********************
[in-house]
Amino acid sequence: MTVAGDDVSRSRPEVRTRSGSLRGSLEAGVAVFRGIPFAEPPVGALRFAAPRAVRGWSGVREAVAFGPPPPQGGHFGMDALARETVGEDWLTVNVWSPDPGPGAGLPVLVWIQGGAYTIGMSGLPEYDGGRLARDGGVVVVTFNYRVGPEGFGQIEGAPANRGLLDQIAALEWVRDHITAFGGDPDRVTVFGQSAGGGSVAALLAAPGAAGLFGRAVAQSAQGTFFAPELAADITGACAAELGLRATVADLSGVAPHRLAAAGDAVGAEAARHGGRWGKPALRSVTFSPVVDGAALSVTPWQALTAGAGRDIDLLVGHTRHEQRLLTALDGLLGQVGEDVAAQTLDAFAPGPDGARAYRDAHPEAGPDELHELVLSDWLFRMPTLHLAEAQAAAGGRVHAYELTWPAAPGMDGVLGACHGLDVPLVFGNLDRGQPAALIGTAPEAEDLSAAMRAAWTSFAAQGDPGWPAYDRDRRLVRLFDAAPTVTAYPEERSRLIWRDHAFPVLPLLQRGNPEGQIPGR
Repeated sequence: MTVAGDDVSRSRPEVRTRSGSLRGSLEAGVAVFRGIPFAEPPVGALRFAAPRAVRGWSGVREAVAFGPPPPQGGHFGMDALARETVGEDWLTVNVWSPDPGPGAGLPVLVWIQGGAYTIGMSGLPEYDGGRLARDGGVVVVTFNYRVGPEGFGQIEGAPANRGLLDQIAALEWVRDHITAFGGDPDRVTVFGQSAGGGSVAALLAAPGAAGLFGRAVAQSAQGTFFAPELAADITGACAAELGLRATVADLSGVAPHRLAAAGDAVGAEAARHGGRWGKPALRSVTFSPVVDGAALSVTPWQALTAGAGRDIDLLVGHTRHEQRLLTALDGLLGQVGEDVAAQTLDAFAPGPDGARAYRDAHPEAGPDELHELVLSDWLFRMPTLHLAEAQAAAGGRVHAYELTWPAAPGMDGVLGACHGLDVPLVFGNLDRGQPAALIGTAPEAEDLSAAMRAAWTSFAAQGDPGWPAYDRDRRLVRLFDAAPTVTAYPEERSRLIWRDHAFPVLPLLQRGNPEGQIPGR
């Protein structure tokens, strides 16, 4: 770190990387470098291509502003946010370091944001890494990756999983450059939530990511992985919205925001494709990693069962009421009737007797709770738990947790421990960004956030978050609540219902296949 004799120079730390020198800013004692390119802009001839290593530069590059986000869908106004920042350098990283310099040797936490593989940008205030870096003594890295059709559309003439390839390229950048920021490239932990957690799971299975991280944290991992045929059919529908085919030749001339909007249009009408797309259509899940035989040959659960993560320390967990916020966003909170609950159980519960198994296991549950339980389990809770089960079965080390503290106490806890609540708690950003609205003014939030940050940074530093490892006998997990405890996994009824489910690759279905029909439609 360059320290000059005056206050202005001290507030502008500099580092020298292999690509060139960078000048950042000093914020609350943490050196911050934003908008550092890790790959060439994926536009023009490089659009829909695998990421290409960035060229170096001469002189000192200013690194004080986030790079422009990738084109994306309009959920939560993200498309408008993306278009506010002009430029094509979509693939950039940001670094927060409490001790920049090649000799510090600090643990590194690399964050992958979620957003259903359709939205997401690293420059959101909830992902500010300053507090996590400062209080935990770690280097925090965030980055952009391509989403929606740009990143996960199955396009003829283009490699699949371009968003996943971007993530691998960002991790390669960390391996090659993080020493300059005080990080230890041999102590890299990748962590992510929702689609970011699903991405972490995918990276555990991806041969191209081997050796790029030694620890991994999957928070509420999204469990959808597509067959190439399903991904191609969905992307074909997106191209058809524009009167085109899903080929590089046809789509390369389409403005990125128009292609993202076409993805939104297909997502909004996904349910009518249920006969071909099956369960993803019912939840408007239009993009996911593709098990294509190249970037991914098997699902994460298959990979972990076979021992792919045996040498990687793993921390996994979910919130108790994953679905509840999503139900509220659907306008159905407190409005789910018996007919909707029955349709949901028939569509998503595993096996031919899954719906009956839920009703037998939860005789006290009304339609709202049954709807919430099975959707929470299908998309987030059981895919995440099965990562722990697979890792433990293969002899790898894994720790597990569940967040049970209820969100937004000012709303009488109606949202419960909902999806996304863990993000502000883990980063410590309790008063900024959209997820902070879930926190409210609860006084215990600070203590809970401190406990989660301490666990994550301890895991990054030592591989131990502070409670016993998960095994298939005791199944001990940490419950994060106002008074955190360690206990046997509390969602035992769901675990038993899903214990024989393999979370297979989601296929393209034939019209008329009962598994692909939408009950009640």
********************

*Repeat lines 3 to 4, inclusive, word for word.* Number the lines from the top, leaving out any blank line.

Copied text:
Repeated sequence: MTVAGDDVSRSRPEVRTRSGSLRGSLEAGVAVFRGIPFAEPPVGALRFAAPRAVRGWSGVREAVAFGPPPPQGGHFGMDALARETVGEDWLTVNVWSPDPGPGAGLPVLVWIQGGAYTIGMSGLPEYDGGRLARDGGVVVVTFNYRVGPEGFGQIEGAPANRGLLDQIAALEWVRDHITAFGGDPDRVTVFGQSAGGGSVAALLAAPGAAGLFGRAVAQSAQGTFFAPELAADITGACAAELGLRATVADLSGVAPHRLAAAGDAVGAEAARHGGRWGKPALRSVTFSPVVDGAALSVTPWQALTAGAGRDIDLLVGHTRHEQRLLTALDGLLGQVGEDVAAQTLDAFAPGPDGARAYRDAHPEAGPDELHELVLSDWLFRMPTLHLAEAQAAAGGRVHAYELTWPAAPGMDGVLGACHGLDVPLVFGNLDRGQPAALIGTAPEAEDLSAAMRAAWTSFAAQGDPGWPAYDRDRRLVRLFDAAPTVTAYPEERSRLIWRDHAFPVLPLLQRGNPEGQIPGR
């Protein structure tokens, strides 16, 4: 770190990387470098291509502003946010370091944001890494990756999983450059939530990511992985919205925001494709990693069962009421009737007797709770738990947790421990960004956030978050609540219902296949 004799120079730390020198800013004692390119802009001839290593530069590059986000869908106004920042350098990283310099040797936490593989940008205030870096003594890295059709559309003439390839390229950048920021490239932990957690799971299975991280944290991992045929059919529908085919030749001339909007249009009408797309259509899940035989040959659960993560320390967990916020966003909170609950159980519960198994296991549950339980389990809770089960079965080390503290106490806890609540708690950003609205003014939030940050940074530093490892006998997990405890996994009824489910690759279905029909439609 360059320290000059005056206050202005001290507030502008500099580092020298292999690509060139960078000048950042000093914020609350943490050196911050934003908008550092890790790959060439994926536009023009490089659009829909695998990421290409960035060229170096001469002189000192200013690194004080986030790079422009990738084109994306309009959920939560993200498309408008993306278009506010002009430029094509979509693939950039940001670094927060409490001790920049090649000799510090600090643990590194690399964050992958979620957003259903359709939205997401690293420059959101909830992902500010300053507090996590400062209080935990770690280097925090965030980055952009391509989403929606740009990143996960199955396009003829283009490699699949371009968003996943971007993530691998960002991790390669960390391996090659993080020493300059005080990080230890041999102590890299990748962590992510929702689609970011699903991405972490995918990276555990991806041969191209081997050796790029030694620890991994999957928070509420999204469990959808597509067959190439399903991904191609969905992307074909997106191209058809524009009167085109899903080929590089046809789509390369389409403005990125128009292609993202076409993805939104297909997502909004996904349910009518249920006969071909099956369960993803019912939840408007239009993009996911593709098990294509190249970037991914098997699902994460298959990979972990076979021992792919045996040498990687793993921390996994979910919130108790994953679905509840999503139900509220659907306008159905407190409005789910018996007919909707029955349709949901028939569509998503595993096996031919899954719906009956839920009703037998939860005789006290009304339609709202049954709807919430099975959707929470299908998309987030059981895919995440099965990562722990697979890792433990293969002899790898894994720790597990569940967040049970209820969100937004000012709303009488109606949202419960909902999806996304863990993000502000883990980063410590309790008063900024959209997820902070879930926190409210609860006084215990600070203590809970401190406990989660301490666990994550301890895991990054030592591989131990502070409670016993998960095994298939005791199944001990940490419950994060106002008074955190360690206990046997509390969602035992769901675990038993899903214990024989393999979370297979989601296929393209034939019209008329009962598994692909939408009950009640």